Publication Date : 01/07/2006

Author(s) :

Indar Kaur.

Volume :
Volume 2

Abstract :

Co-operatives are generally lagging in terms of performance measurement. This is partly because co-operatives have both economic and social objectives but no acceptable methods have been developed to measure these aspects satisfactorily. An attempt is thus made to evaluate the performance of co-operatives in Malaysia based on a sample of 20 large and 20 small co-operatives. Co-operative performance is evaluated on two dimensions: i) economic performance as a business entity and ii) member benefits in terms of dividends, social benefits and patronage rebate. Findings reveal that in terms of financial performance there is a great variability both among the large as well as small co-operatives. Overall averages indicate financial ratios are generally satisfactory with the smaller co-operatives outperforming the larger ones in some measures. From the member benefit perspective however most co-operatives use almost all available profits for payment of dividends, indicating dividends is deemed to be the most important member need. Only a few co-operatives placed importance on apportioning profits for the social benefits of members but the majority of these co¬ operatives allocated only between 10% to 20% of profits for member welfare and social needs. Not a single co-operative practised the payment of patronage rebate that would more fairly benefit members.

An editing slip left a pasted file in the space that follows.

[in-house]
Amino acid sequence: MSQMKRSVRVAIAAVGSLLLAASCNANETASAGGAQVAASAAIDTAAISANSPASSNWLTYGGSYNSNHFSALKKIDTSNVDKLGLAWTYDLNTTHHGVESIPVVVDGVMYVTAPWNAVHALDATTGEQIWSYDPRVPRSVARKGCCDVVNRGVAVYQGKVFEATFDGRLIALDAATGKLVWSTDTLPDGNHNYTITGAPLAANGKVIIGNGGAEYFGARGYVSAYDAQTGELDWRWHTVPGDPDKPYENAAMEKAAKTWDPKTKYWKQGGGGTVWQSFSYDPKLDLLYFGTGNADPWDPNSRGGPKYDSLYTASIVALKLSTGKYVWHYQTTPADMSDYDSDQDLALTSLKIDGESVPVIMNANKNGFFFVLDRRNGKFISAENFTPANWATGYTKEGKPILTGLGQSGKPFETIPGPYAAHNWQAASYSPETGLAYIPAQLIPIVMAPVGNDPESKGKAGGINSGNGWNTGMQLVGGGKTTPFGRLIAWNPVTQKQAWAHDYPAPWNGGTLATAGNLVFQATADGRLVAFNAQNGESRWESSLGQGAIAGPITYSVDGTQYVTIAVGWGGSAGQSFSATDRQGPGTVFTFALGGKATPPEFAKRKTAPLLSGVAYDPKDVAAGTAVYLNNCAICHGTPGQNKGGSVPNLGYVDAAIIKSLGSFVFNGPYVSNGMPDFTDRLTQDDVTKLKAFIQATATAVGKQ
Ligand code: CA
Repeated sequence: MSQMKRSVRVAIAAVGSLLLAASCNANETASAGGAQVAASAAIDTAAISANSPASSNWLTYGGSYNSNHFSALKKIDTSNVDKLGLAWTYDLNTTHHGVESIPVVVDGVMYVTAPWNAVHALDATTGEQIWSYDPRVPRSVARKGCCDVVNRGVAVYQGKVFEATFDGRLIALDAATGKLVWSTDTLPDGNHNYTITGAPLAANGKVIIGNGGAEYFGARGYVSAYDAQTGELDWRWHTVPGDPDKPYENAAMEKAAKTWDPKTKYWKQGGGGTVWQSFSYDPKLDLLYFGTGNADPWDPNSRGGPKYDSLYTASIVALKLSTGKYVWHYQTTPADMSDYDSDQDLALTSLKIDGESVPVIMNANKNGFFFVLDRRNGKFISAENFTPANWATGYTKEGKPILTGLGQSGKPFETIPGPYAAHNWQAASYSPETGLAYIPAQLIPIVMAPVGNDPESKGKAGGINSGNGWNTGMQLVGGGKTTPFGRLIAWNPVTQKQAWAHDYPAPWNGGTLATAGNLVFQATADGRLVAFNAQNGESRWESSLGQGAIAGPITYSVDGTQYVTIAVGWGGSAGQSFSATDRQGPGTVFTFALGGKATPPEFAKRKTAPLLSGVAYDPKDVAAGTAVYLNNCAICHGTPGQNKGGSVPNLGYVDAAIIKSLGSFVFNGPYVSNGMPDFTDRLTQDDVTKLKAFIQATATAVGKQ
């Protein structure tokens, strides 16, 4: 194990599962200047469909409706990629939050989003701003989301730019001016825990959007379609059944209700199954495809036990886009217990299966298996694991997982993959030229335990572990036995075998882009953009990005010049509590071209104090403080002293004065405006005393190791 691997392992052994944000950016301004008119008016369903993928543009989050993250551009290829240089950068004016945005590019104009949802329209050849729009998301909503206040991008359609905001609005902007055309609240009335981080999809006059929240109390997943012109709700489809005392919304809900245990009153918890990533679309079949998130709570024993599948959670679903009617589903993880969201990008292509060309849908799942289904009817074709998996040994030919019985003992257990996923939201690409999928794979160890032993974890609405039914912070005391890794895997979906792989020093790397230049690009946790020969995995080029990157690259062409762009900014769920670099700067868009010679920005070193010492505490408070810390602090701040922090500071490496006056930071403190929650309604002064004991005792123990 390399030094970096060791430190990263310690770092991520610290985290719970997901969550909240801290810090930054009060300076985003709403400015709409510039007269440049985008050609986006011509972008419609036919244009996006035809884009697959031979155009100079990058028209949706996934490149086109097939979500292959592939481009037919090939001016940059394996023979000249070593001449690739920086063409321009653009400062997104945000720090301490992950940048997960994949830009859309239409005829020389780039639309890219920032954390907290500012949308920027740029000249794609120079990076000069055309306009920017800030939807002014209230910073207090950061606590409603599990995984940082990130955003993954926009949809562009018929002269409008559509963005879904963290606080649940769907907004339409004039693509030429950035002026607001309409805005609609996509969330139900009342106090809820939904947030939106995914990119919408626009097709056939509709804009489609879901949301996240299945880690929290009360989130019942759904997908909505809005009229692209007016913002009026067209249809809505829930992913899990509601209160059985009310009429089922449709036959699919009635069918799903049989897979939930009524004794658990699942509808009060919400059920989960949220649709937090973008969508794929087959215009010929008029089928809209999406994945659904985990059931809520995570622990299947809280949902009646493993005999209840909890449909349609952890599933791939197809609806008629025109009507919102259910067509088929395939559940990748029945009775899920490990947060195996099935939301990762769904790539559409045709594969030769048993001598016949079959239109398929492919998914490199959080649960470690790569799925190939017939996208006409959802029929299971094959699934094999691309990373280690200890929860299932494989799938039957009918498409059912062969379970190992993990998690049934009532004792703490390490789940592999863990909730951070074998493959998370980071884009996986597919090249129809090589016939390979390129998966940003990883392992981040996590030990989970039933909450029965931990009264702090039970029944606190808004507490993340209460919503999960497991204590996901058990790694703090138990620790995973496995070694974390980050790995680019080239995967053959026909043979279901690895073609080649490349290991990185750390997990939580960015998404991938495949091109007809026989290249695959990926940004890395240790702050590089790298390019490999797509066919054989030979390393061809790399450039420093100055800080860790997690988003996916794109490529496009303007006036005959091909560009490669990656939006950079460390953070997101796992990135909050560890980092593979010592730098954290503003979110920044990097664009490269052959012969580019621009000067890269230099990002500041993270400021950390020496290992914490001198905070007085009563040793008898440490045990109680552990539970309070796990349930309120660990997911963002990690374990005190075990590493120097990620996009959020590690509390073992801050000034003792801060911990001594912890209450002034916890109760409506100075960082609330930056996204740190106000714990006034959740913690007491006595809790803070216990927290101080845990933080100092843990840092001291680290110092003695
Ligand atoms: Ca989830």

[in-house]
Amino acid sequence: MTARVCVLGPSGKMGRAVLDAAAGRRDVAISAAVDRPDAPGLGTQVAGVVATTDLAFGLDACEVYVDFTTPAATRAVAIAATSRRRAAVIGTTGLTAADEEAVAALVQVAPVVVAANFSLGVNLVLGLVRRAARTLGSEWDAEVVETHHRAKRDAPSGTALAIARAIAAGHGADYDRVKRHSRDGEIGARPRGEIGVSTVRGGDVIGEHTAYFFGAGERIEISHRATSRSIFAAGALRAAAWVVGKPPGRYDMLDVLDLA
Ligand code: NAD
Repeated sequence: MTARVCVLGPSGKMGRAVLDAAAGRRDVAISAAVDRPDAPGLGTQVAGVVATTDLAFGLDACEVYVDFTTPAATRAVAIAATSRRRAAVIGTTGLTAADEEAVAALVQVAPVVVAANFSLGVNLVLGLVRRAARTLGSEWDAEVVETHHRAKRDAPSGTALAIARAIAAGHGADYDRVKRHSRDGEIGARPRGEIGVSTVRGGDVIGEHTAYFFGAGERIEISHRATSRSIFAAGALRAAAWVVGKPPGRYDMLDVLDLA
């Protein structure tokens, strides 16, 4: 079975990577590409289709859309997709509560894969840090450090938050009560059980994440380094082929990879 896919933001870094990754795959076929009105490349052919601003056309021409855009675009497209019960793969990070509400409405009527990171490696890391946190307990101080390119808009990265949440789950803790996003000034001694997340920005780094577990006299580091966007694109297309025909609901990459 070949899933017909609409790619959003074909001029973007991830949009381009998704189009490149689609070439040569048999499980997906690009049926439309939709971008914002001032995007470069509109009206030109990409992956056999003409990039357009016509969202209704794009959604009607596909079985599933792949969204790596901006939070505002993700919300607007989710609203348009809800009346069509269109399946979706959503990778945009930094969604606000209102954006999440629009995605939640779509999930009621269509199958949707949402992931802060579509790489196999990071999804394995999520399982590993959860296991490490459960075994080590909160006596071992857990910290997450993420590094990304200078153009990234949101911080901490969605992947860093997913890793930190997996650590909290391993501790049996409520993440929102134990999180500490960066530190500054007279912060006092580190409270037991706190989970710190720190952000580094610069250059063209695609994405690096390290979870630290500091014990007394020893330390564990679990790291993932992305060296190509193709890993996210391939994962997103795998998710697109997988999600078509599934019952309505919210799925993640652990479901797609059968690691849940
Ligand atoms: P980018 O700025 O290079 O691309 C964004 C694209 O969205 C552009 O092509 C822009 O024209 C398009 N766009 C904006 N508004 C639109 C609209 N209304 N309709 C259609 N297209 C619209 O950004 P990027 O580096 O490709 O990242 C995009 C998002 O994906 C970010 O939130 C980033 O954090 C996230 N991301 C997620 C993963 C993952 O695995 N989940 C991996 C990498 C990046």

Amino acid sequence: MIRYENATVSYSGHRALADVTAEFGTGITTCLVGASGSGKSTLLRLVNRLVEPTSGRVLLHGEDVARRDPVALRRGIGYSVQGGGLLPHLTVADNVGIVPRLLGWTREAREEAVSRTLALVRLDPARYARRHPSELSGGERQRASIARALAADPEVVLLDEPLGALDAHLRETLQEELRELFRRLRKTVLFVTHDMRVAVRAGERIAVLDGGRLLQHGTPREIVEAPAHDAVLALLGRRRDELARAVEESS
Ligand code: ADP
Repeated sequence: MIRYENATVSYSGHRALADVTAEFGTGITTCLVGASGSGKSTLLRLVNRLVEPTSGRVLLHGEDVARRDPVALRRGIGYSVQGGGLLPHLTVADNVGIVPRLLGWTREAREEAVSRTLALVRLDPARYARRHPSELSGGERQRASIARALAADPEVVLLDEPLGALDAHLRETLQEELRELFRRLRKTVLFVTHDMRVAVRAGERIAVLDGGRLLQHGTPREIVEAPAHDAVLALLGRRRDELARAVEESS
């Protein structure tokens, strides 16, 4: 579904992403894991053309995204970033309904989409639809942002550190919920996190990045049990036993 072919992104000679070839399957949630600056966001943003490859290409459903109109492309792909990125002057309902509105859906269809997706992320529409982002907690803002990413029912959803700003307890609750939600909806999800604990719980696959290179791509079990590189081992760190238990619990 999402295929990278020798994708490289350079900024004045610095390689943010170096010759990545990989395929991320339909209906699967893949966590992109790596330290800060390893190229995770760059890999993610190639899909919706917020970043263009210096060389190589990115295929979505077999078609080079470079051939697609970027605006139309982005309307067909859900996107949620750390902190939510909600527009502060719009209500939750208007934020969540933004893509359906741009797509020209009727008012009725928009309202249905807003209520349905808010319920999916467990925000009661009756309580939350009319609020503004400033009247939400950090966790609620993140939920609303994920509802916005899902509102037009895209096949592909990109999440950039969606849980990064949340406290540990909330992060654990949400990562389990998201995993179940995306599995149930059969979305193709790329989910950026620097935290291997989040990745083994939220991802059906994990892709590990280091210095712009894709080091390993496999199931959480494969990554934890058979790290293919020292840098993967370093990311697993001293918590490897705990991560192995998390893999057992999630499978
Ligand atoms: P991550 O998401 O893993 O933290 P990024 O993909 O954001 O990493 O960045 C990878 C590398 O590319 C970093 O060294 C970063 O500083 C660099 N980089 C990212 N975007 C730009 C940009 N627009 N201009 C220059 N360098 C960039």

No. of Downloads :


Scroll to Top